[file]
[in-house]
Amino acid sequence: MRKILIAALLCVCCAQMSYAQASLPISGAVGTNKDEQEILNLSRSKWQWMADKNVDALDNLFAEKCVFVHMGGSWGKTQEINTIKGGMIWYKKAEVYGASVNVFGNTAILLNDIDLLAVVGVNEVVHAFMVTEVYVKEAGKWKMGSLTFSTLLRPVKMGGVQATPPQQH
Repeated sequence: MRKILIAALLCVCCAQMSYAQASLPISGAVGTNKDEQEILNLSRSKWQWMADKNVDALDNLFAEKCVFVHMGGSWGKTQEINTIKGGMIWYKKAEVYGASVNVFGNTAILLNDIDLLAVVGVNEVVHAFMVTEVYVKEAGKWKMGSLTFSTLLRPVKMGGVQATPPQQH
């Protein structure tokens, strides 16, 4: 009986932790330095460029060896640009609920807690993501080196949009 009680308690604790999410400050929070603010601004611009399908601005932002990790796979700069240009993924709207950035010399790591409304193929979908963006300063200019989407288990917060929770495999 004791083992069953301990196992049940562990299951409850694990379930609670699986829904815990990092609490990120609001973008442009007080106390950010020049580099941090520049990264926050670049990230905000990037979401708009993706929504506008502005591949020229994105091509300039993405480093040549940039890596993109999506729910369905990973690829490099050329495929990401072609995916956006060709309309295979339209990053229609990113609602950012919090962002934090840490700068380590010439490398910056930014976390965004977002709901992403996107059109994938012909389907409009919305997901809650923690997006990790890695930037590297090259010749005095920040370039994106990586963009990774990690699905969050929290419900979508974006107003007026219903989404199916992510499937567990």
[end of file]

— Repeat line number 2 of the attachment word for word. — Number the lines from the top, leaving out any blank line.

Amino acid sequence: MRKILIAALLCVCCAQMSYAQASLPISGAVGTNKDEQEILNLSRSKWQWMADKNVDALDNLFAEKCVFVHMGGSWGKTQEINTIKGGMIWYKKAEVYGASVNVFGNTAILLNDIDLLAVVGVNEVVHAFMVTEVYVKEAGKWKMGSLTFSTLLRPVKMGGVQATPPQQH